The answer to 1984... is 1776

Saturday, January 16, 2010


by Justin Raimondo, January 11, 2010

1) The well-dressed "Indian" man seen accompanying Mutallab at Amsterdam’s Schnipol airport. Michigan attorney Kurt Haskell, a passenger on the flight, was playing cards with his wife in front of the ticket desk when he saw what he considered to be a bit of an odd couple approach the desk and engage in a conversation with the attendant. Mutallab, who looked to Haskell as if he might be a teenager, was dressed somewhat shabbily, and was accompanied by an older "well-dressed" man who looked and sounded like he might be a native of India. When they approached the desk, the Indian did all the talking, explaining that Mutallab didn’t have a passport but needed to get on the flight. The attendant replied that everyone on the flight had to have a passport, to which the Indian retorted that his companion was a Sudanese refugee, and "we do this all the time." Well, then you’ll have to speak to my supervisor, said the attendant, and the odd couple went down a hallway: the next time Haskell saw this "refugee," he was setting his underpants on fire in an attempt to down the plane.

Dutch security is now denying Haskell’s eyewitness report, on the basis of having reviewed 200 hours of surveillance video. Haskell, however, is sticking with his story, and has located another passenger who (he says) corroborates his account, but this witness is afraid to step forward out of fear of being in the spotlight. Haskell also asks a reasonable question: why don’t they release the surveillance video, just like the US authorities released video of that idiot in New Jersey who snuck through security?

Additionally, there are all sorts of other questions that arise when we consider how the Dutch handled security at Schiphol in this instance: for example, all passengers at Schnipol are interviewed, an innovation introduced by the Israeli companies that provide security services there. No doubt these interviews are videotaped, or at least there must be some account of the interview, either from interviewer or his notes: let’s see them. I refuse to believe that Mutallab, being interviewed and sitting there with a bomb in his underpants, wasn’t sweating bullets at the very least. How did he explain himself? What did the interviewer ask? These are questions that won’t be answered until and unless the Dutch are more forthcoming – and the media start getting more aggressive when it comes to uncovering questions of simple fact.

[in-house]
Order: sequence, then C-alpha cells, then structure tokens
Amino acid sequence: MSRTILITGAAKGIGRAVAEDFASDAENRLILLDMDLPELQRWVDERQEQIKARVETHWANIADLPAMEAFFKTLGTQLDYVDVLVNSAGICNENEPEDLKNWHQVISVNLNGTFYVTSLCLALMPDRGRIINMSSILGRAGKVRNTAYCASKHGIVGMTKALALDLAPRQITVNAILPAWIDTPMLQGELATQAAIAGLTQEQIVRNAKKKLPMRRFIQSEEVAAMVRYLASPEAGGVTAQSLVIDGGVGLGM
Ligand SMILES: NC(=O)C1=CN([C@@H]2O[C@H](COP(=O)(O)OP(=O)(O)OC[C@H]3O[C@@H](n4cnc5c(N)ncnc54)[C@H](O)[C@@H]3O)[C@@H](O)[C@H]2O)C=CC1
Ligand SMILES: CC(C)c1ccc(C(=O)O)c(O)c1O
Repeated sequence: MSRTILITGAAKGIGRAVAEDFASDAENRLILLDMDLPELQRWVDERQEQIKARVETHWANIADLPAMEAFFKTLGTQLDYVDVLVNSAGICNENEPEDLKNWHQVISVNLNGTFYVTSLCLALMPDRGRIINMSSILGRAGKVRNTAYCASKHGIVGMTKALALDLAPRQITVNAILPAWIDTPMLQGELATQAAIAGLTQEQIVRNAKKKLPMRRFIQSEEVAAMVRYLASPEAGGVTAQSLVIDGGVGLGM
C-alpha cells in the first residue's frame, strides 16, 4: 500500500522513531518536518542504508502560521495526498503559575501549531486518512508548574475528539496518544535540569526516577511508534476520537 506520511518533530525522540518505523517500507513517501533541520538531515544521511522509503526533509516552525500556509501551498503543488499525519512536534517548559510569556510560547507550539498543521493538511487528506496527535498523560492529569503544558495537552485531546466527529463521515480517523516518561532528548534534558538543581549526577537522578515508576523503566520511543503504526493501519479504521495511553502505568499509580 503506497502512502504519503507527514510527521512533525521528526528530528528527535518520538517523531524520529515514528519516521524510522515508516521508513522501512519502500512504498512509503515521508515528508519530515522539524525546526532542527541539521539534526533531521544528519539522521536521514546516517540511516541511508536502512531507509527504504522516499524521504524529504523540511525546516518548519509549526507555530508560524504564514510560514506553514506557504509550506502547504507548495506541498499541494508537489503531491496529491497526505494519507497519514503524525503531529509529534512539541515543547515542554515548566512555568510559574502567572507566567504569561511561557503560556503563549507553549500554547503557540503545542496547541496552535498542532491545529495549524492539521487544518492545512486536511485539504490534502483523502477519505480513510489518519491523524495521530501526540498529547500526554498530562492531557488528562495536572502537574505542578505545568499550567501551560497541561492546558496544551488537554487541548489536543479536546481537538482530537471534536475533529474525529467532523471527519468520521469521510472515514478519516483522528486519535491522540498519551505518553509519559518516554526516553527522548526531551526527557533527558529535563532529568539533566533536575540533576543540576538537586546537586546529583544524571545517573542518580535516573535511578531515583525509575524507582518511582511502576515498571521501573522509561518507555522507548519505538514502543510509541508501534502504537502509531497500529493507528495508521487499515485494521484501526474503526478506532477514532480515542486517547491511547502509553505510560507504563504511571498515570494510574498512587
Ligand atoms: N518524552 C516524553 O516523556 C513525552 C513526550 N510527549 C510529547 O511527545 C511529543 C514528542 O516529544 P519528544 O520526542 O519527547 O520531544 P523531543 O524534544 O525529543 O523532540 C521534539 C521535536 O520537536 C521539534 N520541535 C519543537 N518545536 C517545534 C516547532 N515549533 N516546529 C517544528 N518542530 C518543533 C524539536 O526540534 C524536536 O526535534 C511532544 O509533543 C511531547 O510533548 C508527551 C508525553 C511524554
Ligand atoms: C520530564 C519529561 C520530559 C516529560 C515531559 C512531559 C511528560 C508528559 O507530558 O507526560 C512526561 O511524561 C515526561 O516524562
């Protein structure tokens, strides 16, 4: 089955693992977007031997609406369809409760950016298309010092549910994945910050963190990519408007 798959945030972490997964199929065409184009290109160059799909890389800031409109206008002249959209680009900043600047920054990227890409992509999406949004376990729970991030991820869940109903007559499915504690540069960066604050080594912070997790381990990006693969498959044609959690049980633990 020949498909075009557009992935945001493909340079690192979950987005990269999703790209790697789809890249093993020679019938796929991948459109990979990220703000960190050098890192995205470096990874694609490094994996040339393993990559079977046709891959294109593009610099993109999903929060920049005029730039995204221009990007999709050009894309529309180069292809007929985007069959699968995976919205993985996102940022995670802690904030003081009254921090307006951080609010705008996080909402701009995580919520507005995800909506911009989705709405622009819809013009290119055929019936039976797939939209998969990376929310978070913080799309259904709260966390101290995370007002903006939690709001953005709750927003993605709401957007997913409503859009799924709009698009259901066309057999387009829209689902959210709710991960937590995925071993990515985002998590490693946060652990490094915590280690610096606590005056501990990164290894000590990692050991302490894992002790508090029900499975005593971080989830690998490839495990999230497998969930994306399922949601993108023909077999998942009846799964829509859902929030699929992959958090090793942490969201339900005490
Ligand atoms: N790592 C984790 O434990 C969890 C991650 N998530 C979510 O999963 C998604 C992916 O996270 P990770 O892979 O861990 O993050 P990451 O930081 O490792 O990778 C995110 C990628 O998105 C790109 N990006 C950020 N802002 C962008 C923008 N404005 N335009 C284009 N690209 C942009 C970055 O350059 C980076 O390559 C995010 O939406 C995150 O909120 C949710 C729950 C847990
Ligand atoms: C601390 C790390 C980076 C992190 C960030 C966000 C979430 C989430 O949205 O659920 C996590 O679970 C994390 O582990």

2) The "man in orange" arrested at the Detroit airport, who was on the same flight. As Haskell tells it:
"Ever since I got off of Flight 253 I have been repeating what I saw in US Customs. Specifically, 1 hour after we left the plane, bomb sniffing dogs arrived. Up to this point, all of the passengers on Flight 253 stood in a small area in an evacuated luggage claim area of an airport terminal. During this time period, all of the passengers had their carry on bags with them. When the bomb sniffing dogs arrived,[one]1 dog found something in a carry on bag of a 30-ish Indian man. 

This is not the so called ‘Sharp Dressed” man.’ I will refer to this man as ‘The man in orange.’
"The man in orange, who stood some 20 feet away from me the entire time until he was taken away, was immediately taken away to be searched and interrogated in a nearby room. At this time he was not handcuffed. When he emerged from the room, he was then handcuffed and taken away. At this time an FBI agent came up to the rest of the passengers and said the following (approximate quote) ‘You all are being moved to another area because this area is not safe. I am sure many of you saw what just happened (Referring to the man in orange) and are smart enough to read between the lines and figure it out.’ We were then marched out of the baggage claim area and into a long hallway."